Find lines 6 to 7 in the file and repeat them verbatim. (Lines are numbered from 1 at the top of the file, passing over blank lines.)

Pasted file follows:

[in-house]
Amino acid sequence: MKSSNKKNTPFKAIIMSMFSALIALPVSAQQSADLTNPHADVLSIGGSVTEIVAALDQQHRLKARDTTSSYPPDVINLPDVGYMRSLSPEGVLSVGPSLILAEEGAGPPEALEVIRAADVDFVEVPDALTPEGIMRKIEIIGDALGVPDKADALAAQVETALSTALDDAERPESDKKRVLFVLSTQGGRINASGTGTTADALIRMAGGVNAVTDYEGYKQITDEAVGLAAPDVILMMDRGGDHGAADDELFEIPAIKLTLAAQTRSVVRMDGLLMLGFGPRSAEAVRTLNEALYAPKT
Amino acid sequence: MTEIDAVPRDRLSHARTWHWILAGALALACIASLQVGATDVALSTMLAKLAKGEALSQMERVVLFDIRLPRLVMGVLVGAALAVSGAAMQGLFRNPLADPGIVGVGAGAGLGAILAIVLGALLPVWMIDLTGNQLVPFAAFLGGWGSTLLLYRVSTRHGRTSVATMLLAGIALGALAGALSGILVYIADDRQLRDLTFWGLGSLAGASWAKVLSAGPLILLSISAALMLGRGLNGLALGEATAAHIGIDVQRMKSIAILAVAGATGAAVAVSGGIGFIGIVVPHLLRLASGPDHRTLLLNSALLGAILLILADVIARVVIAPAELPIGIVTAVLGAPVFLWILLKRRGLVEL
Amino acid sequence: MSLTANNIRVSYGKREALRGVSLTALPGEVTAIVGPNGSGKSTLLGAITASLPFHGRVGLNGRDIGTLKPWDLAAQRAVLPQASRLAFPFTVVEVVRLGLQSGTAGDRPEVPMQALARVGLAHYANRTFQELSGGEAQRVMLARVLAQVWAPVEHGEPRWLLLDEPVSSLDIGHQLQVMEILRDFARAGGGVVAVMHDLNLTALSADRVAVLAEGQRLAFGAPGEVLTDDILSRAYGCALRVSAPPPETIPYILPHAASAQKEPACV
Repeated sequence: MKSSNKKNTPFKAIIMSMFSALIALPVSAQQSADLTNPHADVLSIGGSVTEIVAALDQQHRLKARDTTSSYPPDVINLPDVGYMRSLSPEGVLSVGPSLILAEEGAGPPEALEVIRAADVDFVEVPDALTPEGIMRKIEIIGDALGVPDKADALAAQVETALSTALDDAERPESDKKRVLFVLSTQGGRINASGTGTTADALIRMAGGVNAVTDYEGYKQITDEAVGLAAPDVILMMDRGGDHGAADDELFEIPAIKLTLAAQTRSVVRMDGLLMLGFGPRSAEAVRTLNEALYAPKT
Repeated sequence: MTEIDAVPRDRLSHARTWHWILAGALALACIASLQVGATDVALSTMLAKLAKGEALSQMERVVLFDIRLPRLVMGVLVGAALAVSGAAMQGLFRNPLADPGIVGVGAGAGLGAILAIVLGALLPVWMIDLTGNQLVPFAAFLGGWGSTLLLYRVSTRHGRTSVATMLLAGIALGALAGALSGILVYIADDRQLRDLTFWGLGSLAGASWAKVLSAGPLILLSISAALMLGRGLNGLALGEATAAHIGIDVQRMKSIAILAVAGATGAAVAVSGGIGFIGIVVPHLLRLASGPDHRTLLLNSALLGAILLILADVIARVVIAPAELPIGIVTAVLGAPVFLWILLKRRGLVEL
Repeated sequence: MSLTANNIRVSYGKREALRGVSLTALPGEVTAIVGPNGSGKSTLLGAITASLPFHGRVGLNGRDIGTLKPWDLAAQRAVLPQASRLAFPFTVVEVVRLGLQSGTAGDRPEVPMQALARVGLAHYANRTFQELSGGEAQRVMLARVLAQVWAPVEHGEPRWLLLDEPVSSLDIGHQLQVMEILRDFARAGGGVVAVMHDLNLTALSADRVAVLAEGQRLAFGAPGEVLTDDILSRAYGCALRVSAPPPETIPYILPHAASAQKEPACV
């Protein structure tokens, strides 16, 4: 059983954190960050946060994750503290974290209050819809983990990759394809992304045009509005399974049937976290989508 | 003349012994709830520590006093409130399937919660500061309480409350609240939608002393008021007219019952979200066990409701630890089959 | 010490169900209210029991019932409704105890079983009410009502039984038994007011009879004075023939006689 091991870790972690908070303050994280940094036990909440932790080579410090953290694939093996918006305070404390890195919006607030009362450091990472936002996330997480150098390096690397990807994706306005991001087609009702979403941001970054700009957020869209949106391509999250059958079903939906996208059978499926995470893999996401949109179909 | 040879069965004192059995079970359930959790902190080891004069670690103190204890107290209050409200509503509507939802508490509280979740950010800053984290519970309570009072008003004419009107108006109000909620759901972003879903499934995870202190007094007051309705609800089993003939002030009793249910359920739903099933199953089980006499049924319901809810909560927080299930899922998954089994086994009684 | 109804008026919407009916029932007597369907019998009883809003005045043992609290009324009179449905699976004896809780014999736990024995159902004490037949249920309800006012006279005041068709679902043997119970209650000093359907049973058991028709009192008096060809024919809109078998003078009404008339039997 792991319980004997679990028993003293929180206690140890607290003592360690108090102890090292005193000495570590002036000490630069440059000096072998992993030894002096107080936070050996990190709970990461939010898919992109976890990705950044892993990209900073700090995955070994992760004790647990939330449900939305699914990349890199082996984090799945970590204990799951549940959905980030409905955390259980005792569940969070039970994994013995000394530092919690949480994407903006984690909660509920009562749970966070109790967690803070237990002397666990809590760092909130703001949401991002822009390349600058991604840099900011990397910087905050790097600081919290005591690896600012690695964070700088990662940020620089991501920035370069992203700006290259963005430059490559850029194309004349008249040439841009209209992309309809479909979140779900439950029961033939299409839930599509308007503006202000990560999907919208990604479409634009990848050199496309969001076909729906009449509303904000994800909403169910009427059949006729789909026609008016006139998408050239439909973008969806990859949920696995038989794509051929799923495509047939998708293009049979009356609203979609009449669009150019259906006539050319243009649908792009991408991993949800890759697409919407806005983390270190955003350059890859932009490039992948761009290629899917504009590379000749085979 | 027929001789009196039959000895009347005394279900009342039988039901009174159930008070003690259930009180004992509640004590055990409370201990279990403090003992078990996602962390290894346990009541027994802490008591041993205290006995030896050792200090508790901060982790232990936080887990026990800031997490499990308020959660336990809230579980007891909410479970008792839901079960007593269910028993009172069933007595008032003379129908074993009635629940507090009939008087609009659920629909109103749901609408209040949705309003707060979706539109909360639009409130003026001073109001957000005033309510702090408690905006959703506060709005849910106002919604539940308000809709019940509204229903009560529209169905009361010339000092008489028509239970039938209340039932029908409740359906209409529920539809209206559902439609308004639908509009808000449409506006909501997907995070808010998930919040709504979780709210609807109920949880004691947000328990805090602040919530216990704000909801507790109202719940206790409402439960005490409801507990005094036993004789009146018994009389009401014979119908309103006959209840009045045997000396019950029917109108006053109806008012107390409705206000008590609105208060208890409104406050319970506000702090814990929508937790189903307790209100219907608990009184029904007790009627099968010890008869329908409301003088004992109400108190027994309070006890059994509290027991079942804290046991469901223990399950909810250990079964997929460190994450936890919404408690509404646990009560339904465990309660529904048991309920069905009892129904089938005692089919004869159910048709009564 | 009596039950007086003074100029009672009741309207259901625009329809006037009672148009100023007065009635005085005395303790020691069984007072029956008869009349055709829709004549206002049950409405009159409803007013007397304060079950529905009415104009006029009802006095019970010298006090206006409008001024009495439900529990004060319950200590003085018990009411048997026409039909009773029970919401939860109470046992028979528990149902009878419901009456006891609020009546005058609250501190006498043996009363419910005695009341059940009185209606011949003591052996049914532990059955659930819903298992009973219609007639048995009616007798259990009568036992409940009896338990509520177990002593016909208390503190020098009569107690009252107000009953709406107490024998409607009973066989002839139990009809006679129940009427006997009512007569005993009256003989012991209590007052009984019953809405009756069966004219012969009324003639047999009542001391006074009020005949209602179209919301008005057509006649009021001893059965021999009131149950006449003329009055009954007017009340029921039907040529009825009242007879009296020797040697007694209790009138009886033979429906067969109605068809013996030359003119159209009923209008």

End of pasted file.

Repeated sequence: MTEIDAVPRDRLSHARTWHWILAGALALACIASLQVGATDVALSTMLAKLAKGEALSQMERVVLFDIRLPRLVMGVLVGAALAVSGAAMQGLFRNPLADPGIVGVGAGAGLGAILAIVLGALLPVWMIDLTGNQLVPFAAFLGGWGSTLLLYRVSTRHGRTSVATMLLAGIALGALAGALSGILVYIADDRQLRDLTFWGLGSLAGASWAKVLSAGPLILLSISAALMLGRGLNGLALGEATAAHIGIDVQRMKSIAILAVAGATGAAVAVSGGIGFIGIVVPHLLRLASGPDHRTLLLNSALLGAILLILADVIARVVIAPAELPIGIVTAVLGAPVFLWILLKRRGLVEL
Repeated sequence: MSLTANNIRVSYGKREALRGVSLTALPGEVTAIVGPNGSGKSTLLGAITASLPFHGRVGLNGRDIGTLKPWDLAAQRAVLPQASRLAFPFTVVEVVRLGLQSGTAGDRPEVPMQALARVGLAHYANRTFQELSGGEAQRVMLARVLAQVWAPVEHGEPRWLLLDEPVSSLDIGHQLQVMEILRDFARAGGGVVAVMHDLNLTALSADRVAVLAEGQRLAFGAPGEVLTDDILSRAYGCALRVSAPPPETIPYILPHAASAQKEPACV